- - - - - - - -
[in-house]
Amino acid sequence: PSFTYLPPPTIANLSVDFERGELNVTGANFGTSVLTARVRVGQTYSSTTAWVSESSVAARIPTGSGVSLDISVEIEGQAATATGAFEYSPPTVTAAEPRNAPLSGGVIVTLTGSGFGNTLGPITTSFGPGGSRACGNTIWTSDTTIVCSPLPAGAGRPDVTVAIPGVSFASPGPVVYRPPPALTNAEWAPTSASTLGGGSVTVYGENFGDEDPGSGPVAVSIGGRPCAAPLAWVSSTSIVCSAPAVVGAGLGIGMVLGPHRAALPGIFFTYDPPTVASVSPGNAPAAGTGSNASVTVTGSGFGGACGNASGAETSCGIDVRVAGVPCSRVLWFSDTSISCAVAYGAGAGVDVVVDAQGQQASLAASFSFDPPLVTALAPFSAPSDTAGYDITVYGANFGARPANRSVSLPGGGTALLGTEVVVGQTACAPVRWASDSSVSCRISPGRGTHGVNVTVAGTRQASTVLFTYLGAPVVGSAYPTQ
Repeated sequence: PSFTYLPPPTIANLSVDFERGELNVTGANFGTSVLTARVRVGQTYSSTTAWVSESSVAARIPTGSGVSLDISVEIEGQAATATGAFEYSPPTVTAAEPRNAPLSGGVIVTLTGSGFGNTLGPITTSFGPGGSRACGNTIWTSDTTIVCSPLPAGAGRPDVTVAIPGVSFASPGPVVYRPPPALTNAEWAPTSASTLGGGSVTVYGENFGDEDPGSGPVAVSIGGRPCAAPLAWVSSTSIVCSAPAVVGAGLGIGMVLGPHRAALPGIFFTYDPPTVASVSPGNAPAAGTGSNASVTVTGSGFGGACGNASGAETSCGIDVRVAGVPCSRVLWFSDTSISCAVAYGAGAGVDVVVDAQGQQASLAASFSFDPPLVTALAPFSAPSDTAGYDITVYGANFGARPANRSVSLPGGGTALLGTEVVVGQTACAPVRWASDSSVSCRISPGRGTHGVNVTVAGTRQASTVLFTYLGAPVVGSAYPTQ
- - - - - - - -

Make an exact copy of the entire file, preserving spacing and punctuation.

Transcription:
[in-house]
Amino acid sequence: PSFTYLPPPTIANLSVDFERGELNVTGANFGTSVLTARVRVGQTYSSTTAWVSESSVAARIPTGSGVSLDISVEIEGQAATATGAFEYSPPTVTAAEPRNAPLSGGVIVTLTGSGFGNTLGPITTSFGPGGSRACGNTIWTSDTTIVCSPLPAGAGRPDVTVAIPGVSFASPGPVVYRPPPALTNAEWAPTSASTLGGGSVTVYGENFGDEDPGSGPVAVSIGGRPCAAPLAWVSSTSIVCSAPAVVGAGLGIGMVLGPHRAALPGIFFTYDPPTVASVSPGNAPAAGTGSNASVTVTGSGFGGACGNASGAETSCGIDVRVAGVPCSRVLWFSDTSISCAVAYGAGAGVDVVVDAQGQQASLAASFSFDPPLVTALAPFSAPSDTAGYDITVYGANFGARPANRSVSLPGGGTALLGTEVVVGQTACAPVRWASDSSVSCRISPGRGTHGVNVTVAGTRQASTVLFTYLGAPVVGSAYPTQ
Repeated sequence: PSFTYLPPPTIANLSVDFERGELNVTGANFGTSVLTARVRVGQTYSSTTAWVSESSVAARIPTGSGVSLDISVEIEGQAATATGAFEYSPPTVTAAEPRNAPLSGGVIVTLTGSGFGNTLGPITTSFGPGGSRACGNTIWTSDTTIVCSPLPAGAGRPDVTVAIPGVSFASPGPVVYRPPPALTNAEWAPTSASTLGGGSVTVYGENFGDEDPGSGPVAVSIGGRPCAAPLAWVSSTSIVCSAPAVVGAGLGIGMVLGPHRAALPGIFFTYDPPTVASVSPGNAPAAGTGSNASVTVTGSGFGGACGNASGAETSCGIDVRVAGVPCSRVLWFSDTSISCAVAYGAGAGVDVVVDAQGQQASLAASFSFDPPLVTALAPFSAPSDTAGYDITVYGANFGARPANRSVSLPGGGTALLGTEVVVGQTACAPVRWASDSSVSCRISPGRGTHGVNVTVAGTRQASTVLFTYLGAPVVGSAYPTQ